I have offered the deed in lieu of foreclosure for my vacated property in Las Vegas. I have submitted all the information that was requested. The appraisal came back for less than the balance of the loan. My request was denied citing that the title is clouded and that I have not returned the requested documents in a timely manner.
Good evening. At this stage, if the bank won't respond, simply let the lender waste its time and money to proceed with a foreclosure. Since you have already vacated, it really doesn't impact you and there is nothing you can do to force the bank to accept the deed in lieu.
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When the lender proceeds with a foreclosure, since I am no longer paying the monthly mortgage, what action can they take against me to rectify the indebtedness?
Nevada, unfortunately, is a deficiencystate...which means the lender can pursue the borrower for the deficiency...theamount owed over the amount of the foreclosure sale. Whether or not they willdepends upon their assessment of the collectibility of a deficiency judgment.So, if the borrower can convince them there is nothing for them to get, andthat if they were to pursue a judgment, the borrower would simply file forbankruptcy protection and get the judgment discharged-and even if the borrowerhas no intention of doing so, it is still good leverage with the bank becausethey do not know whether the borrower will not do so--- then it is unlikely thelender will spend the time and money necessary to get a judgment they believeis uncollectible in the end.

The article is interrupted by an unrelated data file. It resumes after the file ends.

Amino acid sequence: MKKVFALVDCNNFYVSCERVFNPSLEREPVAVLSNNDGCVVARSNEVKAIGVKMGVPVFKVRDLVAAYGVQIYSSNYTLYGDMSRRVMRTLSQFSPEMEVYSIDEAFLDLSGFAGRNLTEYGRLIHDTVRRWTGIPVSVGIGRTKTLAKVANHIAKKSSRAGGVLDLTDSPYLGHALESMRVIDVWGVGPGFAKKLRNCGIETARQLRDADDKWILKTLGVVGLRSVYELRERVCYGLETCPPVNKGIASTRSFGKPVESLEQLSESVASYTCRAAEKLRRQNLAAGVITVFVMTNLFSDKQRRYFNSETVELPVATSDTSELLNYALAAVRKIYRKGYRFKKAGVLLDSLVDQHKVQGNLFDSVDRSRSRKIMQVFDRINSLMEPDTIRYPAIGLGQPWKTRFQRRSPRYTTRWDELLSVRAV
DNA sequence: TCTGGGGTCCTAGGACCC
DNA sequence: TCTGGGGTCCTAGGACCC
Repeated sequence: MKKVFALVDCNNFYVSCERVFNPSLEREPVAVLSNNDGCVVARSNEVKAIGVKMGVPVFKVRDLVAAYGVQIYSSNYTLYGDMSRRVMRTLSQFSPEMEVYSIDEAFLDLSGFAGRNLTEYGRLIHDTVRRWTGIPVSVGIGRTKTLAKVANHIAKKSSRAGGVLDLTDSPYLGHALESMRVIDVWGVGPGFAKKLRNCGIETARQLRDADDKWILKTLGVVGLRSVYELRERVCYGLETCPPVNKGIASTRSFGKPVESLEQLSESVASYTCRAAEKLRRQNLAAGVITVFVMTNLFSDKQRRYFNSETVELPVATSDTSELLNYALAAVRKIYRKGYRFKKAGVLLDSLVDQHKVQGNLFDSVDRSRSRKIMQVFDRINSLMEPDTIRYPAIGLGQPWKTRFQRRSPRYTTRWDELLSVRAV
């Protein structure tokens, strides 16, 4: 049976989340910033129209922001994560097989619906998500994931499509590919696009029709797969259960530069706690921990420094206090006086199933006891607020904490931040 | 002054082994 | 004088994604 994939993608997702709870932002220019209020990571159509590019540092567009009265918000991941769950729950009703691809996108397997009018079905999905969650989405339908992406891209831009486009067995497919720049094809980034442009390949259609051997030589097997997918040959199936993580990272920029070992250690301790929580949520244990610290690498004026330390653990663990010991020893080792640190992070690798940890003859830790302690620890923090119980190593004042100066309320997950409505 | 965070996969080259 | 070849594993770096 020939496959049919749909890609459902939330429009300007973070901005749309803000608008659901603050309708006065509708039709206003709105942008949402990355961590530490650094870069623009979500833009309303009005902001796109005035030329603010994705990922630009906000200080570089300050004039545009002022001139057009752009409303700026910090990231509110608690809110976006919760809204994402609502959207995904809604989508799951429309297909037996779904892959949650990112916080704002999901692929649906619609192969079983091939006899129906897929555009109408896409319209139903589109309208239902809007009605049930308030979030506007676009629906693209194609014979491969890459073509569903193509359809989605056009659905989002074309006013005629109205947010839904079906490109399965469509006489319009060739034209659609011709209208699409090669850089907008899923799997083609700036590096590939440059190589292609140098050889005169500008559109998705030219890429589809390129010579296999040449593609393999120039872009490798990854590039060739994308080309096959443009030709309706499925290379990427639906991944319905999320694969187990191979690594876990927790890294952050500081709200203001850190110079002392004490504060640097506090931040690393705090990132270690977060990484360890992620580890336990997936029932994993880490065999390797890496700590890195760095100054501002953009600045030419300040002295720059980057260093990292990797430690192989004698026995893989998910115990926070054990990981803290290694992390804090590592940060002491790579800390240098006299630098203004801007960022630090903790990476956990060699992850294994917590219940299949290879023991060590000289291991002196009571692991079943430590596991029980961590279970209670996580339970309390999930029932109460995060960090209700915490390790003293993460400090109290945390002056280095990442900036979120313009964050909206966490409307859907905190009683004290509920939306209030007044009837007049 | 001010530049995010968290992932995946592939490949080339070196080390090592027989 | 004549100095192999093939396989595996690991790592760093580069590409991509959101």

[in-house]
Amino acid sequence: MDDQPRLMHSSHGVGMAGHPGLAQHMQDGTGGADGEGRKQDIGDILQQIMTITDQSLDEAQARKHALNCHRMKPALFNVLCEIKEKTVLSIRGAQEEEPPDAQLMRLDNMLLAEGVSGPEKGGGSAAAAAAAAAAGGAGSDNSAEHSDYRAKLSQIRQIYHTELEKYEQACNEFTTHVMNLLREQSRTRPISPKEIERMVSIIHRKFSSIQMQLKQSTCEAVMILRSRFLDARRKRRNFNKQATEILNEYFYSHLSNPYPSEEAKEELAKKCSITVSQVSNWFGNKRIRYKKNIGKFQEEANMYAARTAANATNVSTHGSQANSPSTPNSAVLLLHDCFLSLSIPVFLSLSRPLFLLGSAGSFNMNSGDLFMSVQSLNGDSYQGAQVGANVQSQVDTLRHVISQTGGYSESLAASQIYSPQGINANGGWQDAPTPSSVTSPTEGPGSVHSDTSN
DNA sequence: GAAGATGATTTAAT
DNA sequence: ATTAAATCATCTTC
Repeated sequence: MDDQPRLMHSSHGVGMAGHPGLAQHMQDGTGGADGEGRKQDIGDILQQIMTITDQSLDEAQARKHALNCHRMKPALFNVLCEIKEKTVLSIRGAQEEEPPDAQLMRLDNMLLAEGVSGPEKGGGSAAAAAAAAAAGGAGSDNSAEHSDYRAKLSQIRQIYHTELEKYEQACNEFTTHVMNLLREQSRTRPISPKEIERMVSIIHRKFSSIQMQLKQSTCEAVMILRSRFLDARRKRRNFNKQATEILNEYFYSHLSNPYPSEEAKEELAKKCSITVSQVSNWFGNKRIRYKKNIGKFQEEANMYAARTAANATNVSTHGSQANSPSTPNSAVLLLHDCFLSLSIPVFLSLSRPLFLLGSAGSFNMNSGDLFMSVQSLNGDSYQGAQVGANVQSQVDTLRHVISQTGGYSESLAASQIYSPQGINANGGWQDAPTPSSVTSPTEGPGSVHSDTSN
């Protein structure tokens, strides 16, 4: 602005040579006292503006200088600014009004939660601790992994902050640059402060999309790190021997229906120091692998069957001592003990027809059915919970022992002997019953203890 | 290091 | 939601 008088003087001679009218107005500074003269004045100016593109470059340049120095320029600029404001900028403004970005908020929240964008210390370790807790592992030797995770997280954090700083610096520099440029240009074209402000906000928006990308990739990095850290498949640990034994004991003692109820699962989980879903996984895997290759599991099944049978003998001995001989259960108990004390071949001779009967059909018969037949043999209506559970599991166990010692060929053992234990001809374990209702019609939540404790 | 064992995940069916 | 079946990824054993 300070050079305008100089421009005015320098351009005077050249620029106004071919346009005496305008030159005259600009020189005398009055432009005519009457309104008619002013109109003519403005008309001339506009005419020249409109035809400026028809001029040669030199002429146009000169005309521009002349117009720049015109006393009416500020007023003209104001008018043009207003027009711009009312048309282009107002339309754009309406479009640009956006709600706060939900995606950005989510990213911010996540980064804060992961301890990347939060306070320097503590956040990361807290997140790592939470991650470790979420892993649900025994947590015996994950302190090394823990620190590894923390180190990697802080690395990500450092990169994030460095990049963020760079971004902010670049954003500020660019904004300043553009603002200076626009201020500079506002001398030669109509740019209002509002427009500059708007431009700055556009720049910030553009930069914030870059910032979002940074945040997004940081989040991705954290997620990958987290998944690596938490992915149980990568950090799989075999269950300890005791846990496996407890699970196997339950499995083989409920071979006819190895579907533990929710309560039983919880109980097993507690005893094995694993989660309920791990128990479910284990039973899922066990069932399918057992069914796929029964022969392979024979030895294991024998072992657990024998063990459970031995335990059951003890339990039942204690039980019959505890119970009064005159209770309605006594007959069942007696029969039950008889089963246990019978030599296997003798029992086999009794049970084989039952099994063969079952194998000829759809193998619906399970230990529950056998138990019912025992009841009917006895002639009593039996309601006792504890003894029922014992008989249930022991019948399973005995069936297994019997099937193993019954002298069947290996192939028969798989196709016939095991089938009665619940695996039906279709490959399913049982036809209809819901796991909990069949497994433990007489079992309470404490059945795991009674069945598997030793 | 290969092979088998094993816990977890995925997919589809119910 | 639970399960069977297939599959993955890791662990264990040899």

Could the lender put a lien against a new primary resident or garnish my retirement payments to satisfy a bankruptcy deficiency?
Your retirement accounts and retirement income are exempt and cannot be touched. Nevada also has a very generous homestead exemption....equity (i.e., value in excess of mortgage) of your new homestead residence is protected up to $550,000.
What about Savings accounts, Social Security disability and VA disability? Can they be garnished to satisfy a bankruptcy deficiency?
Sorry for the delay...went to bed....
Savings accounts would be at risk unless in retirement accounts; SS disability and VA disability are both exempt and cannot be touched.
With the 5 hour time difference figured you went to bed. How about checking accounts and joint educational savings accounts for my child's education? Lastly, what about a account set up with a brokerage firm for investing in the stock market? Are these accounts at risk for satisfying a bankruptcy deficiency? If so, is there any way to protect them since I am unable to work and replace these monies because of my disabilities?
All those except possibly the educational account...which I don't know....would be at risk.
In this situation, a person might want to consider putting theirinterest in the home and other non-exempt assets (retirement income andretirement account assets are exempt and can be left in place) to a familylimited partnership. Carefully drafted, this converts assets that a creditorwould find attractive to go after into a limited partnership interest with nocontrol, no rights other than that of an assignment, no transferability, nomarketability, and no right to distributions. Essentially, it is an asset noone wants and thus the creditor is less likely to pursue the debtor. Family limited partnerships must be carefullydrafted and one would need an attorney experience in this area to do so, butthey can be a very effective method of asset protection.
Any way to get an answer on the Joint educational account being at risk?
That's outside the scope of what I know...I'm sorry.
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